Convicted criminals in Netherlands might start paying 16 euro ($22) per day for accommodation as the Dutch Ministry of Security and Justice wants to introduce a bill aimed at reducing state jail costs.
“Convicted criminals have broken the law and received a penalty. Offenders are being asked to make a contribution… because of high costs,” the ministry said in a statement Monday.
Under the proposal, the convicts may have to pay 16 euro per day for a maximum of two years for time spent behind bars. Parents of under-aged prisoners would also be liable for the charge. The convicted would be given six weeks to pay, adds the statement.
If the bill is approved by the Netherlands’ two houses of
parliament, it would become law by the end of the year.
A separate bill has been introduced by the State Secretary for Security and Justice, Fred Teeven, proposing that prisoners also “contribute to the costs of the investigation that led to their conviction.”
The ministry sees many advantages if the two bills come into force, as they would bring €65 million ($88 million) to the Netherlands prison system which, according to official statistics, holds some 12,100 detainees.
However, not everyone in Netherlands supports the bill.
“The plan is against European human rights laws, which say that the state must pay for prisoners’ detention,” Pieter Vleeming, the head of The Offenders' Association, a Dutch prisoners' rights group, told AFP.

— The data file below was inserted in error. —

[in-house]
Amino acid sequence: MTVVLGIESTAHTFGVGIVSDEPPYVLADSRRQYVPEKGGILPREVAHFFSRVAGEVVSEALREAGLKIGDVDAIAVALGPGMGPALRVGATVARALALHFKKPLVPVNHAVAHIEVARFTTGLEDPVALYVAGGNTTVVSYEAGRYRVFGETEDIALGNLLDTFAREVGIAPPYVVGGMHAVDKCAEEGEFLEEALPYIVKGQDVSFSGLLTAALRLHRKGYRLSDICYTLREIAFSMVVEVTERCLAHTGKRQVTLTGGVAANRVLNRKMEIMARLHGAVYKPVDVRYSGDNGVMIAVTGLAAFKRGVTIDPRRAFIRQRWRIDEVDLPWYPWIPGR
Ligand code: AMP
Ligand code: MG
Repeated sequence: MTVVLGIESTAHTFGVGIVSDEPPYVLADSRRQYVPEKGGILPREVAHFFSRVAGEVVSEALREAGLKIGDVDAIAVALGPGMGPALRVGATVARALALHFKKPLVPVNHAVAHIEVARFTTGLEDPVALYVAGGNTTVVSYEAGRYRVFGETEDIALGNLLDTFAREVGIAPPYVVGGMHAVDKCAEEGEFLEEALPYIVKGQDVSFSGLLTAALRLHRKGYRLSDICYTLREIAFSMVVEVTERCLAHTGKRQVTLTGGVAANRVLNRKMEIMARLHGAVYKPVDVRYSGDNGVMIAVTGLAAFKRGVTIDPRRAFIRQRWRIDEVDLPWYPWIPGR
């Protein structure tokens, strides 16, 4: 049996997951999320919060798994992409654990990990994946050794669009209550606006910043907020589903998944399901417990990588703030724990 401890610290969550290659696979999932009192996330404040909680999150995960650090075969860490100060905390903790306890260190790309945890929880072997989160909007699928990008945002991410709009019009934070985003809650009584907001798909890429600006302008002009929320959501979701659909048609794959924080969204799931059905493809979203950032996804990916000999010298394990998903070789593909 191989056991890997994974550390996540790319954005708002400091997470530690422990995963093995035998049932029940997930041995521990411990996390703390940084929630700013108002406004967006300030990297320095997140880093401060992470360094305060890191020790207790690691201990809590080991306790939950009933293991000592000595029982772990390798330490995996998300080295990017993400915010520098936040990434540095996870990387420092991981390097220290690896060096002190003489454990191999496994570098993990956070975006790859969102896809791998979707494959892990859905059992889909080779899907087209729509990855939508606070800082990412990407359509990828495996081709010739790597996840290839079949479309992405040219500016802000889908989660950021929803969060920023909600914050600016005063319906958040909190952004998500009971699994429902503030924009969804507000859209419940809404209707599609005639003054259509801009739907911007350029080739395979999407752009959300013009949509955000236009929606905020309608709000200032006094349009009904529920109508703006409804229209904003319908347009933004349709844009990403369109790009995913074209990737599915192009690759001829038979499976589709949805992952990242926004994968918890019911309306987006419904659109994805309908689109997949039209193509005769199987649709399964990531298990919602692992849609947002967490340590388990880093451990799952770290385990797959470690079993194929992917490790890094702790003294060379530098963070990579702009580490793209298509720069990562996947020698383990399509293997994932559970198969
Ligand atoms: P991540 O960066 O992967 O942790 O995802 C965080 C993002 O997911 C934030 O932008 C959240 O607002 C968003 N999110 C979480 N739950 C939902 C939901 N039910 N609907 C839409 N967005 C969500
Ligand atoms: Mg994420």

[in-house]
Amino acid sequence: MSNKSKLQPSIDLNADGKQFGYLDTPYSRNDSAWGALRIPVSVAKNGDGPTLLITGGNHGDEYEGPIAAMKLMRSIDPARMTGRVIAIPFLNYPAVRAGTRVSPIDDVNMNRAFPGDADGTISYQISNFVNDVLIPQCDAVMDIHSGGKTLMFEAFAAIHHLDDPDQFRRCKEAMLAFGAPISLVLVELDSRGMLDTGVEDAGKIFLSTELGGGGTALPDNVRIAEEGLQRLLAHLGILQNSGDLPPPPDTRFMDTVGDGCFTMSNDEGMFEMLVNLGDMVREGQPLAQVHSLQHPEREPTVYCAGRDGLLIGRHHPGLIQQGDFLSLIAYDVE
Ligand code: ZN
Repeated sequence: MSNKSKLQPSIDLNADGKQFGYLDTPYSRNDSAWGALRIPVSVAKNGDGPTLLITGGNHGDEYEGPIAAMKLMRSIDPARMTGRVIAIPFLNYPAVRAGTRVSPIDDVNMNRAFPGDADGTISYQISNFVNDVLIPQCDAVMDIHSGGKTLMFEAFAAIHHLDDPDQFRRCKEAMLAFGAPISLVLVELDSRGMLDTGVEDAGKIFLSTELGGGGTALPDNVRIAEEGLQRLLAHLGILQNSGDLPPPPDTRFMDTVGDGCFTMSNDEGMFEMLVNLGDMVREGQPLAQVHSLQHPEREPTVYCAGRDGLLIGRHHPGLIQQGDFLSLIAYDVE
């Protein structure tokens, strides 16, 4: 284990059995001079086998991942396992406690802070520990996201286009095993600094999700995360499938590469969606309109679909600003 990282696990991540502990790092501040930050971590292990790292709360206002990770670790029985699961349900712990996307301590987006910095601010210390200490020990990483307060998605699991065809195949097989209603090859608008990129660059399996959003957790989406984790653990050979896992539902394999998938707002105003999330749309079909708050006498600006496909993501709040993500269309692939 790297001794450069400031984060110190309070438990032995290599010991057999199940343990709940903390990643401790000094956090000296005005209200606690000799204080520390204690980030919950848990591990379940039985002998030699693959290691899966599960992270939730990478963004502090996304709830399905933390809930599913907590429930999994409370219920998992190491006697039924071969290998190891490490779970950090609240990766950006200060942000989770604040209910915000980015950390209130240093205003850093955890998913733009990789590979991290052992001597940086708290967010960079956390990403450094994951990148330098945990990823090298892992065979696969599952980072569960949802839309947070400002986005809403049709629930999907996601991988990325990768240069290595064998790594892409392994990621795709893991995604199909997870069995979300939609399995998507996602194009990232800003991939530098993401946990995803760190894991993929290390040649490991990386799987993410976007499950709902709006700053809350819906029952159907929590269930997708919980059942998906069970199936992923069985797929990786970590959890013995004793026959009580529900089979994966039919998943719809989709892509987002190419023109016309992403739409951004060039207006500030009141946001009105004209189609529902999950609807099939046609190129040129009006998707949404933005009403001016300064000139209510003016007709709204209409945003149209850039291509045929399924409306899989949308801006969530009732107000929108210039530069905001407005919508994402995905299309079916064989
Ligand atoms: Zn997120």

"The deputy minister wants prisoners to pay for two years, that makes a tidy sum of almost €12,000. Now you want to send a prisoner who has no money, who has lost everything while in jail, with (this) debt into the outside world?" says Vleeming.
Netherlands is trying to lower its budget cuts. Last year the country said it was planning to close down at least 19 prisons, which would lead to the loss of 2,000 jobs. Prison time costs the Dutch government around €250 ($378) per day per prisoner, reports AFP.
Netherlands is not the first country around the world to introduce the bill of this kind. According to the ministry, a number of European countries make criminals repay part of the cost of investigations; also Denmark and Germany charge them to stay in prison.